Authors: Chris Atton and James F. Hamilton
Publisher: SAGE Publications
Price: £60.00 and £19.99
ISBN: 9781412947022 and 7039
Writing a book about alternative journalism is like dancing while shaving. It is possible, but dangerous. Chris Atton and James Hamilton have created a provocative, inspiring and challenging intervention in both journalism and media studies. This is the first academic book-length study of alternative journalism and questions the type of writing that can be created outside "mainstream" media organisations.
It is an edgy text that the authors realise "would have been unlikely to find a publisher even a few years ago". The committed international scholars in alternative media studies have created opportunities for diverse and defiant voices to express arguments beyond the easy categories of "active audiences" and "participatory cultures". There is a considered dialogue between the journalist as writer and journalist as activist, probing the function of expertise and authority. Most impressively - and demonstrating great intellectual generosity - they dialogue with Raymond Williams' scholarship, providing a scaffolding to understand the relationship between popular culture and popular radicalism.
Atton and Hamilton probe the links between alternative journalism, citizen journalism, citizen media, community media, democratic media, emancipatory media and social movement media. They offer a mixed platform investigation of "radical content", including newspapers, magazines, radio, podcasts, blogs, social-networking sites, fanzines, graffiti, independent publishing and music production. They show the complex organisational practices in alternative media institutions. Atton and Hamilton demonstrate that the non-professional experience and expertise of alternative e-journalists hampers the form and content produced by these amateur writers. The sustainability of such practices is questioned. Most blogs are dead blogs. Most podcasts are irregularly released.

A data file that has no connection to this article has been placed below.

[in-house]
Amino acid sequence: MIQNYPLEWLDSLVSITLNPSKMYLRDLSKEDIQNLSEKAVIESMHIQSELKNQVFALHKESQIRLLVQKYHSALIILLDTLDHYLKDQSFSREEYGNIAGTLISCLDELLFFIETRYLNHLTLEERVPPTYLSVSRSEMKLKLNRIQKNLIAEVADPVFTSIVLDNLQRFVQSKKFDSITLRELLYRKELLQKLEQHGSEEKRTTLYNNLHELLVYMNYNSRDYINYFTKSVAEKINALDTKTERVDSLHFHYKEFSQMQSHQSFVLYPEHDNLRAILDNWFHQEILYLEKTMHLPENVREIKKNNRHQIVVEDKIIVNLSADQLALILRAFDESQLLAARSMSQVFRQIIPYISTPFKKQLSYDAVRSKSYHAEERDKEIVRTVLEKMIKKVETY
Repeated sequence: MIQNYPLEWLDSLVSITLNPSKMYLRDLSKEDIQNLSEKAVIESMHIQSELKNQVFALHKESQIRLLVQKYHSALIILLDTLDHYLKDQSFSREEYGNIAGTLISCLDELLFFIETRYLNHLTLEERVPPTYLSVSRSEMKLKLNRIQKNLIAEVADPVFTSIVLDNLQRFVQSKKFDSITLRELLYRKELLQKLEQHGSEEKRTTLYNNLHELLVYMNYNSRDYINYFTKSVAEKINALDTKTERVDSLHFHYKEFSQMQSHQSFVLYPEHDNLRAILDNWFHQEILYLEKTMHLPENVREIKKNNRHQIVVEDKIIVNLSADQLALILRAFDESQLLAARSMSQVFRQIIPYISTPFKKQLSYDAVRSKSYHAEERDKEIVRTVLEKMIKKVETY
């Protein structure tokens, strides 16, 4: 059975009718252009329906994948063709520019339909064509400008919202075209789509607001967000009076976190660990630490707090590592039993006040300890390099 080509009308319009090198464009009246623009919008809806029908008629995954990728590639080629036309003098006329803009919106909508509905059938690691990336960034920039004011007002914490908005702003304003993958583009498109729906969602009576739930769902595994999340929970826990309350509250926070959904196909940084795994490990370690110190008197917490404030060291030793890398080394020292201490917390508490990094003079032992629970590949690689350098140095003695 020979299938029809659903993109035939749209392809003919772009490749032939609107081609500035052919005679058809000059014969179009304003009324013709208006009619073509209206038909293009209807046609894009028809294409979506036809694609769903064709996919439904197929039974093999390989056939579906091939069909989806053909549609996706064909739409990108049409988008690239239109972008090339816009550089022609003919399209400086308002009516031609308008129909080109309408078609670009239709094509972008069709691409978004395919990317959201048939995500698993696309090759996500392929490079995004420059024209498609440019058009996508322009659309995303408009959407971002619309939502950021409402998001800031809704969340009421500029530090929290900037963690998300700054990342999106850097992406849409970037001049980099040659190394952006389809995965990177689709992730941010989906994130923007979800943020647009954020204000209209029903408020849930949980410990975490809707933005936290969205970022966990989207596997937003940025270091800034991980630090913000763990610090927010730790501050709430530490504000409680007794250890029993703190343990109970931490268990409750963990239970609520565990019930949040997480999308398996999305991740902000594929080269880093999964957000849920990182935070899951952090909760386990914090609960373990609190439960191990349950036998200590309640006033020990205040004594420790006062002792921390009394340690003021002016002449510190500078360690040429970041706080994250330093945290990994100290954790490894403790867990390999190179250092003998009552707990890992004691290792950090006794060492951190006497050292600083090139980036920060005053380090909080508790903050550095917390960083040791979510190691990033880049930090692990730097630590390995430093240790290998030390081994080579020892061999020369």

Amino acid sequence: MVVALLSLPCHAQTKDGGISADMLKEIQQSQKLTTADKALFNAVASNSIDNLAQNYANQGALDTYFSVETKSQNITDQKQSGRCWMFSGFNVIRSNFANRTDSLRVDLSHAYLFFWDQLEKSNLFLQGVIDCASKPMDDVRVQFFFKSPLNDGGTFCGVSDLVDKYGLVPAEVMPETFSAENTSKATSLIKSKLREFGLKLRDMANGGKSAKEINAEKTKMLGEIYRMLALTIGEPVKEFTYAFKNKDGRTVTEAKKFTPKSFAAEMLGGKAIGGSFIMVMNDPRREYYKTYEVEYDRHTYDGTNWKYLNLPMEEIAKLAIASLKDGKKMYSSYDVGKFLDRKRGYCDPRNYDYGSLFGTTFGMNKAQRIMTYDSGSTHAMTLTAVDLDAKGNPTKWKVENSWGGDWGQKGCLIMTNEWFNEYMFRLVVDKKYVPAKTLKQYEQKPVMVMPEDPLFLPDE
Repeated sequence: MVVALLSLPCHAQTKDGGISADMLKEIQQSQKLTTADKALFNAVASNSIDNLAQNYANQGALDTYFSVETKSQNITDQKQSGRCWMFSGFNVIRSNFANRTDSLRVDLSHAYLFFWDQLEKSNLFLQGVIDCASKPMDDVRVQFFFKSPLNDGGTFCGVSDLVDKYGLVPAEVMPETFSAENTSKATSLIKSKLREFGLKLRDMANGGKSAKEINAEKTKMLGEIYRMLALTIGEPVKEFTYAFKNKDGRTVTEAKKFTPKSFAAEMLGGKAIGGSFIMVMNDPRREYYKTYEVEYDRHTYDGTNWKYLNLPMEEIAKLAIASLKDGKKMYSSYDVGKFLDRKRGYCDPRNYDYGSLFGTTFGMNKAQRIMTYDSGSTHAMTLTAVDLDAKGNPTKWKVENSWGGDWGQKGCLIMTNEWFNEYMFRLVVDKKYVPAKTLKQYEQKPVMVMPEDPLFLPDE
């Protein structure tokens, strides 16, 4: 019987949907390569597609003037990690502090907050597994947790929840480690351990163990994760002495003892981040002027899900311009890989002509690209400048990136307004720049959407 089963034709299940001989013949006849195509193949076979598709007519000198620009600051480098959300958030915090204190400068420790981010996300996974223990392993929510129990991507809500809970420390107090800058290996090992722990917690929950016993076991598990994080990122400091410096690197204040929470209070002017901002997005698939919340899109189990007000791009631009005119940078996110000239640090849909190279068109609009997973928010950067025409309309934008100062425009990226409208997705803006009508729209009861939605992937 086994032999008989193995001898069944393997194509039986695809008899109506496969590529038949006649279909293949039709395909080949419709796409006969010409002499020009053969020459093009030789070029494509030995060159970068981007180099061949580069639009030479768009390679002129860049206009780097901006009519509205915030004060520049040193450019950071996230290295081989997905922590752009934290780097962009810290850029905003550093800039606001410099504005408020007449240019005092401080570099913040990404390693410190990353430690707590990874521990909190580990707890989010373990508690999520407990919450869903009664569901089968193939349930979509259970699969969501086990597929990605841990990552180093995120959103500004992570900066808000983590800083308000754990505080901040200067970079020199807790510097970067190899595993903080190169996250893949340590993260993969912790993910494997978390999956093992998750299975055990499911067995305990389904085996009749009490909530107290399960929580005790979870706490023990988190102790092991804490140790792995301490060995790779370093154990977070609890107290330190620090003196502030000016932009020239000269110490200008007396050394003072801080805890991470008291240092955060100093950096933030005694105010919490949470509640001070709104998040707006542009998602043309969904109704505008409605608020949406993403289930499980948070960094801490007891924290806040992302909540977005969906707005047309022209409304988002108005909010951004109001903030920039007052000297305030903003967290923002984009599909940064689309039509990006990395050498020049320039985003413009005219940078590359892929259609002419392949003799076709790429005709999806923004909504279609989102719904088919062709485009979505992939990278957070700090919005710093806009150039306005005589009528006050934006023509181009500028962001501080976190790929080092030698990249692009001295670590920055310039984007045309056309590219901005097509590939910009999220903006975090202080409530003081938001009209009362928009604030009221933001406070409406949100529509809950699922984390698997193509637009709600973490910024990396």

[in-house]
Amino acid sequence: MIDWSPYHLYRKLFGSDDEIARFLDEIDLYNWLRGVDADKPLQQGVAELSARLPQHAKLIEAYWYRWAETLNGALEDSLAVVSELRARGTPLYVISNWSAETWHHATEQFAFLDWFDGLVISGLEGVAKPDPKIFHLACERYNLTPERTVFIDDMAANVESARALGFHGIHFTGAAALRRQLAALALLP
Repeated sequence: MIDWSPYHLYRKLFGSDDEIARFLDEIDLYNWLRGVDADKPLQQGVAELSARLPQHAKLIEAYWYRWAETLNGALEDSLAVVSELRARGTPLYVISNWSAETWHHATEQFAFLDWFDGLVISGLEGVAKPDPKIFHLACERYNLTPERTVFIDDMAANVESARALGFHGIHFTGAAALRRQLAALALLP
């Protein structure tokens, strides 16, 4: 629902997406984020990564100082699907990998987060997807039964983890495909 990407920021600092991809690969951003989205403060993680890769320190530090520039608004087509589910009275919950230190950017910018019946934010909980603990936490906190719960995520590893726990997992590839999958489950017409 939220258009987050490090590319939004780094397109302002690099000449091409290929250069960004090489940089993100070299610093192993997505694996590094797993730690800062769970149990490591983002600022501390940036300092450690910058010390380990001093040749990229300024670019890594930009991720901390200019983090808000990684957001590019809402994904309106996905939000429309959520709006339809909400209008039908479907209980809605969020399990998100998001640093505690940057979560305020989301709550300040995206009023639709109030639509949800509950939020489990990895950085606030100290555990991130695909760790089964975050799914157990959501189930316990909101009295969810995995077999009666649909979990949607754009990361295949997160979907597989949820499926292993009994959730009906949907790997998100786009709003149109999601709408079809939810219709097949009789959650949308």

This book is defiantly international, with attention to diverse national experiences and case studies. Similarly, the readership of this book will be unusually expansive: from the brightest of first-year students through to the most politically aware of doctoral candidates. For academic staff, Alternative Journalism is the rare book that services students as much as scholars. It widens the trajectory of media studies and creates different modes of reading, writing and thinking.
Writing a textbook is tough. Writing a textbook that enables the development of new knowledge is rare and important. Alternative Journalism is inspiring. It offers an alternative history beyond the tales of great men, great newspapers, great editors and great technologies. It adds value and content to overused and ambiguous words such as "community" and "citizenship" and captures the spark of new information environments.
Who is it for? Undergraduates requiring motivation, and postgraduates and staff requiring application of their ideas.
Presentation: This is a well written, carefully constructed and passionate text. It is easy on the eye and challenging to the mind.
Would you recommend it? As soon as I finish this review, I will add it to my study guides.
Tara Brabazon is professor of media studies, University of Brighton.